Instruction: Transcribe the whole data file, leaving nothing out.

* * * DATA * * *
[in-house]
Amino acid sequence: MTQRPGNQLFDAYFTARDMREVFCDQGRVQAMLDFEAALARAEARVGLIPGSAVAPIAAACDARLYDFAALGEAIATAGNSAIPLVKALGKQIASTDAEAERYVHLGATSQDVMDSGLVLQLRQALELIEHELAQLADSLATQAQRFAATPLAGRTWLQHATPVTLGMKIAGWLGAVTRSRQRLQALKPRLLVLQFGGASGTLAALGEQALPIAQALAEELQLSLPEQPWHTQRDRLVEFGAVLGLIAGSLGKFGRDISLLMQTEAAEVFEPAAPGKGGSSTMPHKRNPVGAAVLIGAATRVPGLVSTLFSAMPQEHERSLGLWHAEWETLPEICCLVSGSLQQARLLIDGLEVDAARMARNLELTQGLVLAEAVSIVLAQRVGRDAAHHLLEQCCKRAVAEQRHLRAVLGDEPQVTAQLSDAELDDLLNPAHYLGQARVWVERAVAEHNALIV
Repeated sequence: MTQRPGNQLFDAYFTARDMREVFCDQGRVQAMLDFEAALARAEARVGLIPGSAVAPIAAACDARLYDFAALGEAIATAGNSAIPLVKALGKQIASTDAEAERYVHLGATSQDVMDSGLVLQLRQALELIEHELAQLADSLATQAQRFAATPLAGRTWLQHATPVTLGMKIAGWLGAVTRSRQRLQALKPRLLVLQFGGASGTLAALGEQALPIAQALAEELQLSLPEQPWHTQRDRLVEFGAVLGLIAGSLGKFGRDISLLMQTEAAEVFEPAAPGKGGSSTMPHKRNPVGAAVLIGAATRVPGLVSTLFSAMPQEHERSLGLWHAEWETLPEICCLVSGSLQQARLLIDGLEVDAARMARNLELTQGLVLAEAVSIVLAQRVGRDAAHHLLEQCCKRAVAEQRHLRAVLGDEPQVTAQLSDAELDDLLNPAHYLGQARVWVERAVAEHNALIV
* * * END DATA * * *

[in-house]
Amino acid sequence: MTQRPGNQLFDAYFTARDMREVFCDQGRVQAMLDFEAALARAEARVGLIPGSAVAPIAAACDARLYDFAALGEAIATAGNSAIPLVKALGKQIASTDAEAERYVHLGATSQDVMDSGLVLQLRQALELIEHELAQLADSLATQAQRFAATPLAGRTWLQHATPVTLGMKIAGWLGAVTRSRQRLQALKPRLLVLQFGGASGTLAALGEQALPIAQALAEELQLSLPEQPWHTQRDRLVEFGAVLGLIAGSLGKFGRDISLLMQTEAAEVFEPAAPGKGGSSTMPHKRNPVGAAVLIGAATRVPGLVSTLFSAMPQEHERSLGLWHAEWETLPEICCLVSGSLQQARLLIDGLEVDAARMARNLELTQGLVLAEAVSIVLAQRVGRDAAHHLLEQCCKRAVAEQRHLRAVLGDEPQVTAQLSDAELDDLLNPAHYLGQARVWVERAVAEHNALIV
Repeated sequence: MTQRPGNQLFDAYFTARDMREVFCDQGRVQAMLDFEAALARAEARVGLIPGSAVAPIAAACDARLYDFAALGEAIATAGNSAIPLVKALGKQIASTDAEAERYVHLGATSQDVMDSGLVLQLRQALELIEHELAQLADSLATQAQRFAATPLAGRTWLQHATPVTLGMKIAGWLGAVTRSRQRLQALKPRLLVLQFGGASGTLAALGEQALPIAQALAEELQLSLPEQPWHTQRDRLVEFGAVLGLIAGSLGKFGRDISLLMQTEAAEVFEPAAPGKGGSSTMPHKRNPVGAAVLIGAATRVPGLVSTLFSAMPQEHERSLGLWHAEWETLPEICCLVSGSLQQARLLIDGLEVDAARMARNLELTQGLVLAEAVSIVLAQRVGRDAAHHLLEQCCKRAVAEQRHLRAVLGDEPQVTAQLSDAELDDLLNPAHYLGQARVWVERAVAEHNALIV